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4, AUGUST 2002


Analog Signal Processing in an AC Electromagnetic Flowmeter
Jose Polo, Ramon Pallàs-Areny, Fellow, IEEE, and Juan P. Martín-Vide
Abstract—AC electromagnetic flowmeters yield a low-frequency signal whose amplitude is proportional to the average fluid velocity. Typically, the input signal magnitude is below 1 mV and suffers a strong electric and magnetic interference from the coils that create the driving magnetic field. This paper provides a novel circuit design to amplify and demodulate the voltage picked up by the electrodes and to minimize interference. The amplifier includes a fully differential front end. The demodulation consists of synchronous rectification and sampling with zero-order hold followed by low-pass filtering. The result is a 0.25-mV/(m/s)/mT voltage, insensitive to dc level shifts. Index Terms—Analog signal processing, coherent demodulation, electromagnetic flowmeter, synchronous sampling.
Fig. 1. Helmholtz coil pair yields a magnetic field vertical to the flow channel. Because of Faraday’s law of induction, a conductive fluid flow yields a potential difference across the channel.

I. INTRODUCTION ATER management requires the control of irrigation channels. Electromagnetic flowmeters sense the average water velocity. They are noninvasive, do not need any periodic maintenance, unlike hydraulic methods such as weirs and flumes, and display several advantages compared with ultrasonic flowmeters [1]. Hence, they suit flow measurements in open channels. Electromagnetic flowmeters rely on Faraday’s law of induction: a conductive fluid flow across a magnetic field generates a potential difference in the direction perpendicular to both the fluid flow and the magnetic field. For a uniform velocity perpendicular to a vertical magnetic field and a channel width , the voltage across the channel is [2]


(1) The voltage induced in the fluid is sensed by flushed metal electrodes. Because the magnitude of that voltage is proportional to the average fluid velocity, it will be small for low velocities, unless we apply a very strong magnetic field, which is difficult to generate. A convenient method of creating a uniform magnetic field in a laboratory channel is to use a pair of Helmholtz coils placed above and below the channel (Fig. 1). The waveform of the magnetic field strongly influences the resulting interference on the sensing electrodes and their leads. A dc magnetic field would
Manuscript received May 29, 2001; revised May 9, 2002. J. Polo is with the Departament Tecnologia, Universitat Pompeu Fabra, Barcelona, Spain. R. Pallàs-Areny is with EPS Castelldefels, Departament d’Enginyeria Electrònica, Universitat Politècnica Catalunya, Castelldefels, Spain (e-mail: J. P. Martín-Vide is with the Departament EHMA, Universitat Politècnica de Catalunya, Barcelona, Spain. Digital Object Identifier 10.1109/TIM.2002.803401

Fig. 2. Voltage waveform and resulting coil current (proportional to the driving magnetic field created).

yield a dc voltage proportional to the flow velocity, and that voltage would receive interference from electrochemical reactions in the electrodes. Furthermore, because of the transformer effect, a sinusoidal field would continuously induce a voltage in any circuit loop linked by the magnetic flux. Ideally, if the leads connected to the electrodes were in a plane parallel to that of the flux, no electromotive force would be induced in the loop they form (which closes across the water). Nevertheless, these leads are seldom parallel to the magnetic field. Hence, a sinusoidal magnetic field induces a voltage in the electrode loop that hinders the measurement.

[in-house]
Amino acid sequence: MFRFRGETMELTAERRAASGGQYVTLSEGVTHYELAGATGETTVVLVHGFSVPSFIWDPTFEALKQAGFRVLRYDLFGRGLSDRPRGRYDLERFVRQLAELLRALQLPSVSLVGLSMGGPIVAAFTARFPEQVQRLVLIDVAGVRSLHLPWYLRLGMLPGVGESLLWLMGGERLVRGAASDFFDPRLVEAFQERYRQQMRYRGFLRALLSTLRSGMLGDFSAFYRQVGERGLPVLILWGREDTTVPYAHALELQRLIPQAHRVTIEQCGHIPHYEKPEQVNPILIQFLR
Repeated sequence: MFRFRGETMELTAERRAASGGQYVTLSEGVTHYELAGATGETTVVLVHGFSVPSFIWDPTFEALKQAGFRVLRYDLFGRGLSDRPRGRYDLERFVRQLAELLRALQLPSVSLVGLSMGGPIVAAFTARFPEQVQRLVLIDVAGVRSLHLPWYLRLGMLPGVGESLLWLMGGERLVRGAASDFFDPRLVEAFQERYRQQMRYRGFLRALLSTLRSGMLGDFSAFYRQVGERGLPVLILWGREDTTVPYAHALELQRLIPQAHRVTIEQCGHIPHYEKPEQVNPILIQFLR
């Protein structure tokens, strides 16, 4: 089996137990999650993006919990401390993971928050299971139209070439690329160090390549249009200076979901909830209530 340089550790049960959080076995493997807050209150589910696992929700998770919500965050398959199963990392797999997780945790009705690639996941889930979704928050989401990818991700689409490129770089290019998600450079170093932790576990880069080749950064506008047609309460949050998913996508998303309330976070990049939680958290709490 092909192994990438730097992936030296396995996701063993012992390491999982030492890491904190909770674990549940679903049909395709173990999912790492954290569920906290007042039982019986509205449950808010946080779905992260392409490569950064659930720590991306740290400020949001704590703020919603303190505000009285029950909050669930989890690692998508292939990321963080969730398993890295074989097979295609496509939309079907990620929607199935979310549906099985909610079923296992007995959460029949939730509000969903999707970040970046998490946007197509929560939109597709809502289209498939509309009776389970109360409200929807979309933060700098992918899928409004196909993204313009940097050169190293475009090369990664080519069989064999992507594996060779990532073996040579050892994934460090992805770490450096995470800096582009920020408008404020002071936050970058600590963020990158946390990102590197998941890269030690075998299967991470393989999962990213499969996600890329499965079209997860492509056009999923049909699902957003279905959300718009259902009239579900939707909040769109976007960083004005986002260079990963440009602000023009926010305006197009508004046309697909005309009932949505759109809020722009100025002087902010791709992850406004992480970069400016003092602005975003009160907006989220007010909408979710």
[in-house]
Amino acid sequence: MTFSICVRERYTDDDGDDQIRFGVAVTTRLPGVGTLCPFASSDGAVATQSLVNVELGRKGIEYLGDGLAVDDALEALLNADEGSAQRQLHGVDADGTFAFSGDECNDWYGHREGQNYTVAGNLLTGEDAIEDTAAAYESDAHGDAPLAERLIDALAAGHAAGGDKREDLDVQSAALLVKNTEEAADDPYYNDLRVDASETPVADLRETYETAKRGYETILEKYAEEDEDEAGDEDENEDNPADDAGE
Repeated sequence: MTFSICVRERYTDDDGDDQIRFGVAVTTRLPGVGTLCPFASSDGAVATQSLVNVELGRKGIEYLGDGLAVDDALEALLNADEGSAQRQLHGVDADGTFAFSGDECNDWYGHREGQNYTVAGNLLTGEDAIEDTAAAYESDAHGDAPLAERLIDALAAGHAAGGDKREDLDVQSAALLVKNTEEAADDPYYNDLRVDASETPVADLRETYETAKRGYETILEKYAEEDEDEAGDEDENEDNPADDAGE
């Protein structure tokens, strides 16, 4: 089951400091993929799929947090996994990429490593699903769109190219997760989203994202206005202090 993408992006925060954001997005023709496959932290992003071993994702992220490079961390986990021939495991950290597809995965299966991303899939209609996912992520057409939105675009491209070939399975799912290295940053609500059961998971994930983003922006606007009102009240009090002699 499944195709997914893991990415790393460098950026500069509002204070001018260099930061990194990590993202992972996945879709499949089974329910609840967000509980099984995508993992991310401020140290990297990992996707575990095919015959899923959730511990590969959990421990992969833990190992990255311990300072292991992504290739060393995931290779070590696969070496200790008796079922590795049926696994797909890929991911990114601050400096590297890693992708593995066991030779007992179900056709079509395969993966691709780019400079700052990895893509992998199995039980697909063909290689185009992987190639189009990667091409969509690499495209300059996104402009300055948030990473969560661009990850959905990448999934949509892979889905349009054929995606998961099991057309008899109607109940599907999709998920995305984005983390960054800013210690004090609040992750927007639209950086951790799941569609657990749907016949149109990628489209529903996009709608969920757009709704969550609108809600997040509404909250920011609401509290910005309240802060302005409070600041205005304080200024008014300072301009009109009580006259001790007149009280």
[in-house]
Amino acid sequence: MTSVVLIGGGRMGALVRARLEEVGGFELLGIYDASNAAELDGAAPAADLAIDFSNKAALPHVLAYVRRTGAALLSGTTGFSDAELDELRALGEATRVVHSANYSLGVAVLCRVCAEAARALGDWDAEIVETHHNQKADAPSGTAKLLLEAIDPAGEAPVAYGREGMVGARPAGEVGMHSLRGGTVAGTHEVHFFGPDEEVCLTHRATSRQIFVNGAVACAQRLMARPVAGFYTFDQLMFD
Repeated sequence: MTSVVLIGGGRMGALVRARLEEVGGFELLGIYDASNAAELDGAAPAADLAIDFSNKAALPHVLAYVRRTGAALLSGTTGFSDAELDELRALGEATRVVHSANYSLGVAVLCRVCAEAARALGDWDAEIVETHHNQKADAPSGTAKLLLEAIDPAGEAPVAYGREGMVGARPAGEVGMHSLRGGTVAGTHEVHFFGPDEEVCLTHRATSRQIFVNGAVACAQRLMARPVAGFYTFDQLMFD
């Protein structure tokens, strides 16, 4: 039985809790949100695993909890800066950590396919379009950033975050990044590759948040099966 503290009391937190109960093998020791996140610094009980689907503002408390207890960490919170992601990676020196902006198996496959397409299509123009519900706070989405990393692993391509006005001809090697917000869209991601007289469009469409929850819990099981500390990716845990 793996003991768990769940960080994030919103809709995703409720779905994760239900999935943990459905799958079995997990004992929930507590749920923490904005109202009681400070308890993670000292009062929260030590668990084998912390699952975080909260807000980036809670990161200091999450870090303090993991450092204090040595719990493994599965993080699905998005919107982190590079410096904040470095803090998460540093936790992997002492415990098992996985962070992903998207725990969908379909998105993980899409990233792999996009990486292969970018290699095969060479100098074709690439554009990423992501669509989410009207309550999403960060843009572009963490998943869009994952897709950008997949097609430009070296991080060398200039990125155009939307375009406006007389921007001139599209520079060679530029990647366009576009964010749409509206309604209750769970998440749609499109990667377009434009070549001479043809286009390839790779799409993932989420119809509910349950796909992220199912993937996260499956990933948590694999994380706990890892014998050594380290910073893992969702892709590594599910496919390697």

0018-9456/02$17.00 © 2002 IEEE

Because the magnetic field is proportional to the coil current. The offset voltage of the amplified signal is rejected by a first-order high-pass filter before demodulating it. 3. SYSTEM DESIGN Because electrodes cannot be grounded. 4). Hence. This improves Fig. for flow velocities below 1 m/s. First. fast switching edges induce interfering voltage peaks that are strong enough to saturate the amplifier connected to the electrodes. Choosing Hz guarantees an error magnitude smaller than 0. Trimming improves the overall CMRR. The current edges are exponential rather than linear. and its magnitude is modulated by . which. the signal is synchronously rectified by an amplifier with gain 1. hence yielding a reduced magnetic interference. The chosen frequency of the magnetic field is 6. and the circuit defined by them. II.794 IEEE TRANSACTIONS ON INSTRUMENTATION AND MEASUREMENT.27 A in 500 turns). Coherent demodulation implemented by synchronous rectification and sampling with zero-order hold. However. and the instrumentation ampli. from (1) the useful voltage in the electrodes is in phase with . their leads. Input differential filter and high-gain differential amplifier with ac-coupled output. The electrode contact fier is connected to yield potential (electrochemical potential) is rejected by a differential high-pass input filter [5]. the sensed voltage is differential. Synchronous rectifier and demodulator modeled as multipliers. Nevertheless. a fully differential voltage amplifier precedes a commercial instrumentation amplifier (INA110). A magnetic field with a square waveform does not induce any voltage by transformer effect when its magnitude is constant (flat segments of the waveform). it should be recoverable by coherent demodulation [4]. 4. The demodulator is implemented in two stages (Fig.1% at 6. Fig. the common-mode rejection ratio (CMRR) with respect to a single-ended amplifier following an instrumentation amplifier [4]. The estimated magnetic field corresponding to the flat current segments is 2 mT. AUGUST 2002 Fig. The in series with 0. whose corner frequency is . but its transitions have a slower slew rate. A trapezoidal waveform is more suitable than a square waveform because it also provides constant magnitude intervals. This paper describes a novel circuit to amplify and demodulate the signal from a laboratory open-channel electromagnetic flowmeter that provides high gain and minimizes interference and dc voltage drifts by using a fully differential filter and preamplifier and demodulation based on synchronous rectification and sampling. VOL. which in our case was 10 V/ s. which (for the coil inductance and resistance in our experimental setup and working frequency) can be obtained from the voltage waveform in Fig. which closes through the conducting water [3]. 51. This is far below the peak interfering voltages induced by capacitive and inductive coupling from the coils to the electrodes.25 Hz. Next. yields electrode voltages smaller than 1 mV. 2.22 H. 5): at the corresponding voltage level and then holds it until it is . in order to obtain a trapezoidal field. 5. the signal amplitude is sampled at each of the two flat quickly charges segments of the detected voltage (Fig. NO. 3) is . we need a trapezoidal current. The gain of the input amplifier (Fig. switched at the fundamental frequency of the coil-driving current ( ). measured coil impedance was 5.1 This yields a current-turn product of 635 A (1. 4.25 Hz and is limited by the slew rate of the available voltage source. In order to achieve a voltage gain of about 9500.